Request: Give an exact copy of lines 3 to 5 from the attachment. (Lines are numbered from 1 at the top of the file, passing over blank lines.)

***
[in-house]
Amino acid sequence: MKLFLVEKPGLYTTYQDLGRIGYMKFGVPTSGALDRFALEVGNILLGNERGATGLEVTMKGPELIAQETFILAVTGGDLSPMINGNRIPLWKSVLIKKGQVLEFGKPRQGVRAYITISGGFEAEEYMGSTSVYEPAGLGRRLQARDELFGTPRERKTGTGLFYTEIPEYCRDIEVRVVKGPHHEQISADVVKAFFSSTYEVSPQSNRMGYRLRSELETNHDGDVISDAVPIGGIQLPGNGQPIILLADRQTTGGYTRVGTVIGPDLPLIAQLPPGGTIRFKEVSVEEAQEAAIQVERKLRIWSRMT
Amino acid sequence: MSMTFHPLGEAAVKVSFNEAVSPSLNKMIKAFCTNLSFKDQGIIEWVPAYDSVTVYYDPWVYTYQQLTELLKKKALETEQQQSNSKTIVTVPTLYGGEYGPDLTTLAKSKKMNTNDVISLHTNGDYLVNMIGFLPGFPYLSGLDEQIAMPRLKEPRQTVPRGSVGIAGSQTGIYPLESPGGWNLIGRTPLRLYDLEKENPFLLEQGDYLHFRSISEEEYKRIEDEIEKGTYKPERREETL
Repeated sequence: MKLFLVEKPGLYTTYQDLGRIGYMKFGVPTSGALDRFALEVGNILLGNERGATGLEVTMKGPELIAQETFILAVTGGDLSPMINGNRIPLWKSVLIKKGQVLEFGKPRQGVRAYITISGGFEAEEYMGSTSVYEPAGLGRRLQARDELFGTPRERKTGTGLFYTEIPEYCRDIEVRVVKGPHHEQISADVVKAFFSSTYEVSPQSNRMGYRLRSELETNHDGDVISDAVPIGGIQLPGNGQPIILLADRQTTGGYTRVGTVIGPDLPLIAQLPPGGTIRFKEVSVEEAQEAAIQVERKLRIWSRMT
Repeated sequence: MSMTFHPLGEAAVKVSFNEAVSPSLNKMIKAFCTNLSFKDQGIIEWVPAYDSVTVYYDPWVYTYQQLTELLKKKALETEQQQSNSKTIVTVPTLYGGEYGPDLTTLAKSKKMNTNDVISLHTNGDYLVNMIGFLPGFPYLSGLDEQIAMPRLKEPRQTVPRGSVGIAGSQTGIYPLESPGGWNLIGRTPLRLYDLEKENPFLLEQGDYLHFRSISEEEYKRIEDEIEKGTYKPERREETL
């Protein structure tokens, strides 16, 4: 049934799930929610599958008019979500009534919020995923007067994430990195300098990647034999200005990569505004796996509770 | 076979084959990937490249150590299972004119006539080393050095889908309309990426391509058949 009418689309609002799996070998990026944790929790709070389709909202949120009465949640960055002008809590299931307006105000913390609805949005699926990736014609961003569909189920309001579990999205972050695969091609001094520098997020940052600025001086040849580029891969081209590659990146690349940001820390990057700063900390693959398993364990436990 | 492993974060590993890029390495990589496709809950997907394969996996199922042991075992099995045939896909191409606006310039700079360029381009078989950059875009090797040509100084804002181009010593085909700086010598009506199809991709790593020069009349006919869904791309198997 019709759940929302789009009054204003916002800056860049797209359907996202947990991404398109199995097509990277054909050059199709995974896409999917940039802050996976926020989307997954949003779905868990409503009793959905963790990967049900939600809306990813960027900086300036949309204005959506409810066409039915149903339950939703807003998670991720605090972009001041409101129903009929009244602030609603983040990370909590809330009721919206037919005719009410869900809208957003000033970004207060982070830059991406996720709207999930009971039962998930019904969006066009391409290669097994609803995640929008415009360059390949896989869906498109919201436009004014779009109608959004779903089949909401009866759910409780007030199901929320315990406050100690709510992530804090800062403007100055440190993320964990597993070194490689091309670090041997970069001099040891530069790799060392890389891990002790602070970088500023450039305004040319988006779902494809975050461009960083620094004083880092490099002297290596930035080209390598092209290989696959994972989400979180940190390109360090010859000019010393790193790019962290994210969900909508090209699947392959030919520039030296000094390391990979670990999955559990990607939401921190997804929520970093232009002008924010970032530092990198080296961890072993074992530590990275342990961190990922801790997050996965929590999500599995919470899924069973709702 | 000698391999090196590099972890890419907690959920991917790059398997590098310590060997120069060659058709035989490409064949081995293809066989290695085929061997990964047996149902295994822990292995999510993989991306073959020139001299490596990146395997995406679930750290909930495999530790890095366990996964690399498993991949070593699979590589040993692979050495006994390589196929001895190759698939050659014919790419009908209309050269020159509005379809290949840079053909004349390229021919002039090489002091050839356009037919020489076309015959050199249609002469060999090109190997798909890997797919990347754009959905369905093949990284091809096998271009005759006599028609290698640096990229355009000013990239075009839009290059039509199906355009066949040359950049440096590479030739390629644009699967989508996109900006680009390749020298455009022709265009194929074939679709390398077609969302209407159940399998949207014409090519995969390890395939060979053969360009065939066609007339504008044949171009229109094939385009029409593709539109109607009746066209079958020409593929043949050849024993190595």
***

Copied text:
Amino acid sequence: MSMTFHPLGEAAVKVSFNEAVSPSLNKMIKAFCTNLSFKDQGIIEWVPAYDSVTVYYDPWVYTYQQLTELLKKKALETEQQQSNSKTIVTVPTLYGGEYGPDLTTLAKSKKMNTNDVISLHTNGDYLVNMIGFLPGFPYLSGLDEQIAMPRLKEPRQTVPRGSVGIAGSQTGIYPLESPGGWNLIGRTPLRLYDLEKENPFLLEQGDYLHFRSISEEEYKRIEDEIEKGTYKPERREETL
Repeated sequence: MKLFLVEKPGLYTTYQDLGRIGYMKFGVPTSGALDRFALEVGNILLGNERGATGLEVTMKGPELIAQETFILAVTGGDLSPMINGNRIPLWKSVLIKKGQVLEFGKPRQGVRAYITISGGFEAEEYMGSTSVYEPAGLGRRLQARDELFGTPRERKTGTGLFYTEIPEYCRDIEVRVVKGPHHEQISADVVKAFFSSTYEVSPQSNRMGYRLRSELETNHDGDVISDAVPIGGIQLPGNGQPIILLADRQTTGGYTRVGTVIGPDLPLIAQLPPGGTIRFKEVSVEEAQEAAIQVERKLRIWSRMT
Repeated sequence: MSMTFHPLGEAAVKVSFNEAVSPSLNKMIKAFCTNLSFKDQGIIEWVPAYDSVTVYYDPWVYTYQQLTELLKKKALETEQQQSNSKTIVTVPTLYGGEYGPDLTTLAKSKKMNTNDVISLHTNGDYLVNMIGFLPGFPYLSGLDEQIAMPRLKEPRQTVPRGSVGIAGSQTGIYPLESPGGWNLIGRTPLRLYDLEKENPFLLEQGDYLHFRSISEEEYKRIEDEIEKGTYKPERREETL